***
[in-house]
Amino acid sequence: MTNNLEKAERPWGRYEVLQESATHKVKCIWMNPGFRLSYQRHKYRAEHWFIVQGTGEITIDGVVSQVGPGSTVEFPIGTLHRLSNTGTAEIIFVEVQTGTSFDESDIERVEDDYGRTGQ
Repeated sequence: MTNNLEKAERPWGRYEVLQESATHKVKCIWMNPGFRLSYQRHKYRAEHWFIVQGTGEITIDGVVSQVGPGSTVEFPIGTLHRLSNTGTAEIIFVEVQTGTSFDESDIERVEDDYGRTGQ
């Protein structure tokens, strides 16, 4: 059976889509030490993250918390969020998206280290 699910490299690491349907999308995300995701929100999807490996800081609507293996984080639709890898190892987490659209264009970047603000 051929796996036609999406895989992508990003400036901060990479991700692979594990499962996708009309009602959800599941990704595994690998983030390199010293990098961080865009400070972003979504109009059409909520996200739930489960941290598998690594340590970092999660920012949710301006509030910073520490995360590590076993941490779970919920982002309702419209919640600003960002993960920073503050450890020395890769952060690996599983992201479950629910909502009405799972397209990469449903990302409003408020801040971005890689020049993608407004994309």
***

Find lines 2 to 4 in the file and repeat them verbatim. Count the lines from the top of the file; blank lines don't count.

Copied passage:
Amino acid sequence: MTNNLEKAERPWGRYEVLQESATHKVKCIWMNPGFRLSYQRHKYRAEHWFIVQGTGEITIDGVVSQVGPGSTVEFPIGTLHRLSNTGTAEIIFVEVQTGTSFDESDIERVEDDYGRTGQ
Repeated sequence: MTNNLEKAERPWGRYEVLQESATHKVKCIWMNPGFRLSYQRHKYRAEHWFIVQGTGEITIDGVVSQVGPGSTVEFPIGTLHRLSNTGTAEIIFVEVQTGTSFDESDIERVEDDYGRTGQ
């Protein structure tokens, strides 16, 4: 059976889509030490993250918390969020998206280290 699910490299690491349907999308995300995701929100999807490996800081609507293996984080639709890898190892987490659209264009970047603000 051929796996036609999406895989992508990003400036901060990479991700692979594990499962996708009309009602959800599941990704595994690998983030390199010293990098961080865009400070972003979504109009059409909520996200739930489960941290598998690594340590970092999660920012949710301006509030910073520490995360590590076993941490779970919920982002309702419209919640600003960002993960920073503050450890020395890769952060690996599983992201479950629910909502009405799972397209990469449903990302409003408020801040971005890689020049993608407004994309």